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Doc Corner: 'The China Hustle'

By Glenn Dunks

There is immediately something to be admired in a film that begins with a talking head stating very matter-of-factly that “There are no good guys in this story, including me.” I mean, well damn, okay. The China Hustle is a film that begins and ends in a pit of greed and contempt, charting how the financial crisis of 2008 and the rise of the Chinese economy played rather conveniently into one another and how a brand new variety of stock fraud is being committed on the American people.

Directed by Jeff Rothstein who was Oscar nominated in 2010 for his documentary short Killing in the Name, The China Hustle exposes the growing problem on the American stock exchange of Chinese companies over-inflated their worth and effectively dropping a timebomb on the market with the help of shell companies and China’s lax company laws aided by pure old fashioned greed as auditors and lawyers blatantly misrepresent and mislead the public for their own profits.

The China Hustle shares more than just a little narrative DNA with the sublime Inside Job, one of the best winners of the documentary Oscar, Alex Gibney’s Enron: The Smartest Guys in the Room, Adam McKay’s The Big Short and this year’s nominee Abacus: Small Enough to Jail. All of these titles have shone a light on the inglorious failures of the finance sector and more specifically highlighted the many ways that the system is working against the people’s better interests. Hustle is not as good as those films (well, the documentaries at least – I’m no fan of The Big Short), but that’s not necessarily the damning critique that it may read as. It lacks the budget of Inside Job and the dramatic specificity of Enron and Abacus, yet it has its own unique successes although there are moments of cinematic power as when Rothstein and his editors Keith Reamer and Brian Goetz juxtapose images of tourists taking selfies and family portraits with the Charging Bull while over the soundtrack we hear of the litany of ways Wall Street has played against the working class.

Gibney, whose films are an obvious inspiration for Rothstein, is an executive producer on the film. And not for nothing, Gibney’s films often have a deft way about them in how they can condense any number of labyrinthine political, social and technological matters and make them not only make sense to a lay person like myself, but to also actually make them fun in some weird way. The idea of a documentary about short stocks and Chinese inflation does indeed sound about as dry as can possibly be, yet Rothstein is smart in selection his subjects and they all offer the film a zip. Additionally, the way this story unfolds, unexpectedly veering into spy territory and with one talking head’s dramatic exit, only makes the film more entertaining and not entirely cut from a blueprint that’s been used over and over again.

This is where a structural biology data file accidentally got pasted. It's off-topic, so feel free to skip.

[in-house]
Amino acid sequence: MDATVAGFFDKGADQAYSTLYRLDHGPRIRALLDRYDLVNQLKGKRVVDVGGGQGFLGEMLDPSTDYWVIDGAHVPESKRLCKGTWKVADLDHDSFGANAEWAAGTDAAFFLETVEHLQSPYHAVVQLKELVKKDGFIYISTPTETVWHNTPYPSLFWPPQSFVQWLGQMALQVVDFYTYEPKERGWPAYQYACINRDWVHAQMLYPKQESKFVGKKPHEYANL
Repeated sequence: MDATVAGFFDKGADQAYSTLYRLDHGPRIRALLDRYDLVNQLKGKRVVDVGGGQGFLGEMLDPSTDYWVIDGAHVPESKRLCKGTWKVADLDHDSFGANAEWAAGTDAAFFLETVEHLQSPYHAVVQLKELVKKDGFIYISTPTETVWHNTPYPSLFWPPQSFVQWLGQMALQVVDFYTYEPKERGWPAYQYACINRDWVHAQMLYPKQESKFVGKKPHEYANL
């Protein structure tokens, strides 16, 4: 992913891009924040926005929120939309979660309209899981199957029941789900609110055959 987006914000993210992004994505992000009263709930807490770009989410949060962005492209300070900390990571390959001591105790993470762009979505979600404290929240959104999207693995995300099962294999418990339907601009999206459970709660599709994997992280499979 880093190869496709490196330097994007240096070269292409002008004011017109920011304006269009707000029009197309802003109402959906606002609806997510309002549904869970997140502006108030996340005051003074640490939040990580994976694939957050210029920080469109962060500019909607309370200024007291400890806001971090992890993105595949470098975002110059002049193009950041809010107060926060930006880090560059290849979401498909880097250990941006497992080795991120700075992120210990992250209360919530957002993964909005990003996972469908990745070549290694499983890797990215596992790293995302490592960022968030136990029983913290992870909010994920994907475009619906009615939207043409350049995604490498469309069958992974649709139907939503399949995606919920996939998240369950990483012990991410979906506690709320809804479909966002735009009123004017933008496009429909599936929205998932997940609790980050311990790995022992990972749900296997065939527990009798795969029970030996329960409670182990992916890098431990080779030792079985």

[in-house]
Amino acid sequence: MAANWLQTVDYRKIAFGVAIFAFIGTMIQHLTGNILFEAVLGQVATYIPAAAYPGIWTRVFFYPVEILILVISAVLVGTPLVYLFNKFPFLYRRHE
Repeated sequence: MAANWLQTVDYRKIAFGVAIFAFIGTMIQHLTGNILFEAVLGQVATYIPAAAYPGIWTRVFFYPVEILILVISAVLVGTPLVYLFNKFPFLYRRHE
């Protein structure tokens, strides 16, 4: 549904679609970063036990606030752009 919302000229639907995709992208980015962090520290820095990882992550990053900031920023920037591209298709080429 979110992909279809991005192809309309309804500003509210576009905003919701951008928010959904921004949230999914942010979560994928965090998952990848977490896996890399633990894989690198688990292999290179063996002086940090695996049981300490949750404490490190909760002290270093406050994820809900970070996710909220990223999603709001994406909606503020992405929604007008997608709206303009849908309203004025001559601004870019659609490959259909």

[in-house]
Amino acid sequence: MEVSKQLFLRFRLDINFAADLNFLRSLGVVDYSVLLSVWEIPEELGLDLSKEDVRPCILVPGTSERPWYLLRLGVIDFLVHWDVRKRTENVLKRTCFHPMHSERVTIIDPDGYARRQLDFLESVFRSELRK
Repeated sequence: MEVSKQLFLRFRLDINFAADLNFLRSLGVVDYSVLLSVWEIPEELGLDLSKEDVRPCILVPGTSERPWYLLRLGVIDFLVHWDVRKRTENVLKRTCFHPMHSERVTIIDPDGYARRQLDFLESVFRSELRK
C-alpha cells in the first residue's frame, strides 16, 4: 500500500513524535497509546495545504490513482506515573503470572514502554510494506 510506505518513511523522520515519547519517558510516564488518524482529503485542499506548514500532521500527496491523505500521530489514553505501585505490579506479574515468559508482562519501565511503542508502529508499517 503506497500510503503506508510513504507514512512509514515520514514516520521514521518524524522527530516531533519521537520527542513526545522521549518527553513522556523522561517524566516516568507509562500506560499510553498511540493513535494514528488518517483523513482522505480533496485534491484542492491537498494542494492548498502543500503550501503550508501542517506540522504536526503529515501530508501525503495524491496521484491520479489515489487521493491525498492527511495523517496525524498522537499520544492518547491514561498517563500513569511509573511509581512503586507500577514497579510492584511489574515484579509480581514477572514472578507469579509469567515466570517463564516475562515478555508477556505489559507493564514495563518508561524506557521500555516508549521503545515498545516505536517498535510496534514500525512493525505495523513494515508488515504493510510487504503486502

The China Hustle is lucky to catch its current events storyline at a sort of golden moment, allowing the film to feel both informative to a news story that has been unfolding and also act as a warning of things to come. Its final passages are dedicated to Alibaba, a Chinese internet company and giant in the e-commerce and entertainment fields. While Hustle doesn’t outright say that they are lying like so many others have been proven to be doing, it does suggest that Alibaba – and by association, many similar companies – are not on the level. I admit I had not heard of them and somewhat wished the film had fleshed out exactly who they were and why they believe they can get away with fleshed out asset claims, but it’s a parting gift of sorts to the inquisitive who are eager to carry on following the story while also allowing viewers a natural, of worrying conclusion for a film that very easily could have ended mid-stream with a whimper (something documentaries have an increasingly tendency to succumb to with 24/7 evolving news cycles).

If Rothstein is correct and the floor is truly about to give way and tank the stock markets in a revisit to the financial collapse of 2008, then his movie will prove to be a timely part one of the story.

Release: In limited release as well as OnDemand, YouTube, iTunes and Amazon Video from March 30.

Oscar Chances: If it sparks conversation then it could figure into the conversation, but it otherwise might get swamped by bigger films and bigger names (which certainly helped Steve James' Abacus, which was also smaller and more intimate, but got through to nominations).

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Reader Comments (5)

Sounds dry but those are the good ones!

I saw two documentaries yesterday: Step and Check It. Have you seen them? They're great in terms of black/gay representation.

February 28, 2018 | Unregistered CommenterPeggy Sue

@peggy sue, STEP has proven difficult to see because it comes from a major studio (which makes screeners hard to obtain and its local release was minuscule and I missed it).

February 28, 2018 | Unregistered CommenterGlenn Dunks

There are so many problematic things about this documentary I don't even know where to begin.

March 1, 2018 | Unregistered Commenterbeyaccount

The filmmaker's name is JED Rothstein...

I was fortunate to catch a screening of this, and found it thorough and compelling. It was a subject I had no interest in, but found myself pursuing once I got home from the theater. Fascinating and well done. See it, if you can!

March 15, 2018 | Unregistered Commenterwestberries

Interesting doc. Led me to look into Muddy Waters Research, which has an interesting report on CIFS. Worth reading if you want more info after watching the doc.

April 7, 2018 | Unregistered CommenterMrt

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